Japanese Type 97 Chi-Ha

 

In March, a local club member, Mike Jacobs, passed away after a short battle with lung cancer. He was a very active member that participated in many of the local events, club meetings and annual shows. His model building interests included sci-fi, armor, aircraft, ships, figures, you name it. He was a creative scratch builder with a good eye for details. Mike will be deeply missed.

Before his passing Mike let it known he wanted his kit collection be given to our club/club members to be sorted out and shared however we wished. About a month ago we helped his family by cleaning out the basement, packing everything up - kits, supplies, built collection, and storing it at our local hobby shop which has graciously loaned us the space. He had stacks of kit boxes and plastic tubs full of sprues. Mike was an avid scratch builder so most of the contents never matched the kit box and he had a multitude of projects all in various stages. It took us a long time to sort through it and categorize everything and a lot of it is still "It looks cool, but I have no idea what he was trying to do here." There are easily 120+ started models all in various stages, some in boxes, some in bags, some just a collection of parts.

We knew what our next club contest would be. Each member was to pick at least one kit (in any condition)and finish it for Mike. We have until the club IPMS contest in February.

One of the models that caught my eye, mixed in amongst a box full of misc. modern armor pieces, was this Tamiya Type 97. The model was mostly assembled with a fine coat of primer and a heavy coat of dust. Digging through the box I found the instructions, tracks, decals, box art, and the unattached tools but not the top MG. It looked like a complete kit and I can't imagine why Mike never finished it. I left Mike's build as is, warts and all, only attaching the missing tools and tracks. He did a nice job of adding missing weld beads and adding texture to the turret plate armor.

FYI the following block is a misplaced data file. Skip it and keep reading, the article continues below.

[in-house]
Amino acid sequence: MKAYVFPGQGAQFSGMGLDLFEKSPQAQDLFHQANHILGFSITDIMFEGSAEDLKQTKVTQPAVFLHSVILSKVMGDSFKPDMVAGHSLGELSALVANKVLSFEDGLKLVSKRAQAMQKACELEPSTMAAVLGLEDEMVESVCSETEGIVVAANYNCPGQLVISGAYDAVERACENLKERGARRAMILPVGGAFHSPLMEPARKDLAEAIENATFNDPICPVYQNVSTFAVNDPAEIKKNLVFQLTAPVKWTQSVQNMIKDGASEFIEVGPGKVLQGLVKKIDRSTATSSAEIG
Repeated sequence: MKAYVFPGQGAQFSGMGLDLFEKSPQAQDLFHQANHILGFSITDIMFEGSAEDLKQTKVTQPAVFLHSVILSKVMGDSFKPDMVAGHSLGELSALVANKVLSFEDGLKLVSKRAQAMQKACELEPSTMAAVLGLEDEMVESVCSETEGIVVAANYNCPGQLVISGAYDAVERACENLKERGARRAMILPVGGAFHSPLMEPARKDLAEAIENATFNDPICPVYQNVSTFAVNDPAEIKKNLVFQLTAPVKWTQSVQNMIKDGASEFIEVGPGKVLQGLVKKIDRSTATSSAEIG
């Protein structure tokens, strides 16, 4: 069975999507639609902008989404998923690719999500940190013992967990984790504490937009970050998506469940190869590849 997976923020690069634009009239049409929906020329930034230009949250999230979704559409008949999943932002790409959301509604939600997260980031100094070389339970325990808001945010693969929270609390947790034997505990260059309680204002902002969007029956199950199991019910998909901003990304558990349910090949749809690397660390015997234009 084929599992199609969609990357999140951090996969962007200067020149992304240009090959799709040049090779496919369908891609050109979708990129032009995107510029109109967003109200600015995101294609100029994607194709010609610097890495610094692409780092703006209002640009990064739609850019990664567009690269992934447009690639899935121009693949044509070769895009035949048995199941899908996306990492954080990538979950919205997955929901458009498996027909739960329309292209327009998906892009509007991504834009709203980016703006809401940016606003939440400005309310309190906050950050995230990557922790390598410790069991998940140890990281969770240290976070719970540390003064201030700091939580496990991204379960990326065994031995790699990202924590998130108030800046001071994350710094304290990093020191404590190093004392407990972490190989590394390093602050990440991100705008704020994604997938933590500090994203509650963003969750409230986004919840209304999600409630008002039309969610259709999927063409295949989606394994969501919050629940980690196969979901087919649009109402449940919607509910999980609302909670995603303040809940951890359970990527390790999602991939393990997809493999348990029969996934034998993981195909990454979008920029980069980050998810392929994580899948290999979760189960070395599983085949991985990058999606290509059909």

I didn't know much of anything about this vehicle until a few weeks ago. A furious internet search led me to color profiles, tank history, color development/application, and last battle histories for many of the units. The model represents a vehicle from the 2nd Tank Division, 10th Tank Regiment, Luzon, Philippines, Jan-Feb 1945.

After soaking the model and scrubbing off the dust, the model is painted with Tamiya Acrylics  - all custom mixes. Japanese armor is often associated with a hard edge camo with bright yellow strips but by 44-45, this practice was phased out and the camo was sprayed freehand and the yellow stripe eliminated. Variations were allowed for local conditions so I think the schemes are a little more flexible towards the end.

The model was weathered with oil paints, enamels and dry pigments.

The scene represents an abandoned hull-down vehicle. The Type 97 lacked sufficient armor to withstand hits from the US M4 75mm gun but the 47mm armement was still a formidable weapon against lighter US vehicles and infantry. As the Japanese retreated North through the Philippines many of the light and medium tanks were used as static defence to slow down the US advance.